Case Caption: Meral Smith v. Employees of the Bureau of Corrections, et al.Case Number: S. Ct. Civ. No. 2015-0034Date: 03/07/2016Author: Hodge, Rhys S. Citation: Summary:

The Superior Court did not err in denying a petition for writ of mandamus in which the petitioner requested that the Director of the Bureau of Corrections be ordered to consider his application for parole. A petitioner must establish that his right to a writ of mandamus is clear and indisputable and that he has no other adequate means to attain the desired relief. Even if these two prerequisites are met, the issuing court, in the exercise of its discretion, must be satisfied that the writ is appropriate under the circumstances. Here the petiole has failed to establish that his right to a writ of mandamus is clear and indisputable. There is no constitutional or inherent right of a convicted person to be conditionally released before the expiration of a valid sentence. Thus, the fact that a jurisdiction provides a mechanism for parole does not mean that a person automatically obtains a right to be released. Nothing in 5 V.I.C. § 4601 provides that any inmate possesses a right to parole, whether early or otherwise. On the contrary, the statute expressly provides that an inmate may not even be considered for parole without the recommendation of the Director of the Bureau of Corrections, an act that requires exercise of discretion and judgment. The parole statute neither sets forth any factors that must guide the Director's exercise of his discretion, nor requires that the inmate be provided with an explanation of the reasons for not providing a favorable recommendation. Thus Virgin Islands statutory law provides only for discretionary parole, with no inmate eligible for parole until the Director of the Bureau of Corrections has first issued a favorable recommendation. Because such a recommendation is a discretionary, rather than a ministerial act, the petitioner cannot establish that his right to mandamus relief is clear and indisputable. Accordingly, the Superior Court's February 24, 2015 order dismissing this petition seeking a writ of mandamus is affirmed.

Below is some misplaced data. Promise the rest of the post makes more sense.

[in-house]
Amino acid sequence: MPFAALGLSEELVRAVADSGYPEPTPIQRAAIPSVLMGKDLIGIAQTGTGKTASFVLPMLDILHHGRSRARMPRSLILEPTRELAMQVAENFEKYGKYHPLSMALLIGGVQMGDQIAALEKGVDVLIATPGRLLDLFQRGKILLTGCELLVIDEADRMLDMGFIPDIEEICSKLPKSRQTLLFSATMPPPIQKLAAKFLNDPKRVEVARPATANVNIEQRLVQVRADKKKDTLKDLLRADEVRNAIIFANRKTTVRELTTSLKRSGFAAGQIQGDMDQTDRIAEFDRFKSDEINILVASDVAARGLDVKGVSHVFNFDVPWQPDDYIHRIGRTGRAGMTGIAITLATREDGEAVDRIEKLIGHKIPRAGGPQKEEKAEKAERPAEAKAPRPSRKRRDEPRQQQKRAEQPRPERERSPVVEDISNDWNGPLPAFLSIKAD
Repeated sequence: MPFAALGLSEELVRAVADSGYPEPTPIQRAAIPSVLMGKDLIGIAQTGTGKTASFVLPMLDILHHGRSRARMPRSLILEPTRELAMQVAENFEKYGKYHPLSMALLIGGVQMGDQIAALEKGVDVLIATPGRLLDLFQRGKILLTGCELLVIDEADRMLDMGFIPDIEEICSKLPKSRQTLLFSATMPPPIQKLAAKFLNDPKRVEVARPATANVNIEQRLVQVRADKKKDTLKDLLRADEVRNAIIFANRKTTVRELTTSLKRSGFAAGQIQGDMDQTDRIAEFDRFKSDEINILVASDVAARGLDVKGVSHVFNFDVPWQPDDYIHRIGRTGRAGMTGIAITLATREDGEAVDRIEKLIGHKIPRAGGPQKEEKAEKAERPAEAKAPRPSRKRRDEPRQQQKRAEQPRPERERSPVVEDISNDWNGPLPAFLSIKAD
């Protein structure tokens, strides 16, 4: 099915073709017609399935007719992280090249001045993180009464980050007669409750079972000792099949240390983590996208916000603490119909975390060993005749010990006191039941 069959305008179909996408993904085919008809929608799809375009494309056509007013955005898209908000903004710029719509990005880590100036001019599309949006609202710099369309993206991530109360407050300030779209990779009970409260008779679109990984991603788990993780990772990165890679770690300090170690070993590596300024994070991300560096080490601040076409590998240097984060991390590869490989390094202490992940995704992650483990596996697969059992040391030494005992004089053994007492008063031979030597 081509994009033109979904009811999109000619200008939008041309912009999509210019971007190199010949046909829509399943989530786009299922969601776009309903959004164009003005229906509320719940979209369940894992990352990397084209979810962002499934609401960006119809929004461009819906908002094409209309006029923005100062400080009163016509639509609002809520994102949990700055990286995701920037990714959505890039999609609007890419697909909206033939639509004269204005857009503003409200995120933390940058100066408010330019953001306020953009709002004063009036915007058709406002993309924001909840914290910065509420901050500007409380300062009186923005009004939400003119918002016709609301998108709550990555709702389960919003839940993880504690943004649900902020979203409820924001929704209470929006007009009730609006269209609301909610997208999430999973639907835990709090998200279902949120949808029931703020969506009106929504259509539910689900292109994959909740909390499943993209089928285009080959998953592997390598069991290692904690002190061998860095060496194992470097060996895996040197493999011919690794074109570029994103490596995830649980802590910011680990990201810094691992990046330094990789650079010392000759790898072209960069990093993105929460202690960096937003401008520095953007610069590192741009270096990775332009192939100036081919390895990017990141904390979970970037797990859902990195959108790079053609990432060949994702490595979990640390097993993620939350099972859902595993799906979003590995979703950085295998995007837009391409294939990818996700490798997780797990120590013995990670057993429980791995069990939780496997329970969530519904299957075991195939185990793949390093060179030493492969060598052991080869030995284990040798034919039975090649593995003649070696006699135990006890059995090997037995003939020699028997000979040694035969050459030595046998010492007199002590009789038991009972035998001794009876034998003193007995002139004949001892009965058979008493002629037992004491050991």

Attachment: Open Document or Opinion